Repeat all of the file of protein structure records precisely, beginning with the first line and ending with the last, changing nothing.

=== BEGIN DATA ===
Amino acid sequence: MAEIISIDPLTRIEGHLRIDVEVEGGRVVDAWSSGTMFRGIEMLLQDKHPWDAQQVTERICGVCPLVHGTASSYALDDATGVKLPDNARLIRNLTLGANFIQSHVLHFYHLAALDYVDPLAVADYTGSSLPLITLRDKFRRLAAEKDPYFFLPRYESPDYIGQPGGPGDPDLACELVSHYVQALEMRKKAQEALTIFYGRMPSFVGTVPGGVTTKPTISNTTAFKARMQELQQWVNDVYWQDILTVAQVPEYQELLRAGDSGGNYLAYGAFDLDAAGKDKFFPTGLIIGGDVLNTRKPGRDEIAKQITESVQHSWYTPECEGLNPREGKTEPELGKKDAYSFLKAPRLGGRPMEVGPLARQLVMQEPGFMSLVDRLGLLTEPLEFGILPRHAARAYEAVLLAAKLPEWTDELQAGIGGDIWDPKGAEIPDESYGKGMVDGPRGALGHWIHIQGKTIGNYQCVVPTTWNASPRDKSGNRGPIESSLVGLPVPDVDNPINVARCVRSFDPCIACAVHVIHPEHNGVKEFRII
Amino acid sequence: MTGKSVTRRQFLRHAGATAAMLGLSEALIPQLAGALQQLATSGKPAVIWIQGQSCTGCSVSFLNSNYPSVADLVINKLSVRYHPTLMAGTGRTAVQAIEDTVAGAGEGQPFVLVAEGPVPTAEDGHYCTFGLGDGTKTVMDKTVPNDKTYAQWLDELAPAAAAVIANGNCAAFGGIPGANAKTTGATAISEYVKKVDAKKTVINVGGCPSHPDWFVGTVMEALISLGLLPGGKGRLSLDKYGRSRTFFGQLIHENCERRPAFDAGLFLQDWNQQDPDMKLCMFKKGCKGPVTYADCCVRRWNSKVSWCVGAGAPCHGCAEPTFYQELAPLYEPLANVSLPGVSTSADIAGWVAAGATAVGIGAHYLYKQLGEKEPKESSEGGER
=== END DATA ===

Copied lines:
Amino acid sequence: MAEIISIDPLTRIEGHLRIDVEVEGGRVVDAWSSGTMFRGIEMLLQDKHPWDAQQVTERICGVCPLVHGTASSYALDDATGVKLPDNARLIRNLTLGANFIQSHVLHFYHLAALDYVDPLAVADYTGSSLPLITLRDKFRRLAAEKDPYFFLPRYESPDYIGQPGGPGDPDLACELVSHYVQALEMRKKAQEALTIFYGRMPSFVGTVPGGVTTKPTISNTTAFKARMQELQQWVNDVYWQDILTVAQVPEYQELLRAGDSGGNYLAYGAFDLDAAGKDKFFPTGLIIGGDVLNTRKPGRDEIAKQITESVQHSWYTPECEGLNPREGKTEPELGKKDAYSFLKAPRLGGRPMEVGPLARQLVMQEPGFMSLVDRLGLLTEPLEFGILPRHAARAYEAVLLAAKLPEWTDELQAGIGGDIWDPKGAEIPDESYGKGMVDGPRGALGHWIHIQGKTIGNYQCVVPTTWNASPRDKSGNRGPIESSLVGLPVPDVDNPINVARCVRSFDPCIACAVHVIHPEHNGVKEFRII
Amino acid sequence: MTGKSVTRRQFLRHAGATAAMLGLSEALIPQLAGALQQLATSGKPAVIWIQGQSCTGCSVSFLNSNYPSVADLVINKLSVRYHPTLMAGTGRTAVQAIEDTVAGAGEGQPFVLVAEGPVPTAEDGHYCTFGLGDGTKTVMDKTVPNDKTYAQWLDELAPAAAAVIANGNCAAFGGIPGANAKTTGATAISEYVKKVDAKKTVINVGGCPSHPDWFVGTVMEALISLGLLPGGKGRLSLDKYGRSRTFFGQLIHENCERRPAFDAGLFLQDWNQQDPDMKLCMFKKGCKGPVTYADCCVRRWNSKVSWCVGAGAPCHGCAEPTFYQELAPLYEPLANVSLPGVSTSADIAGWVAAGATAVGIGAHYLYKQLGEKEPKESSEGGER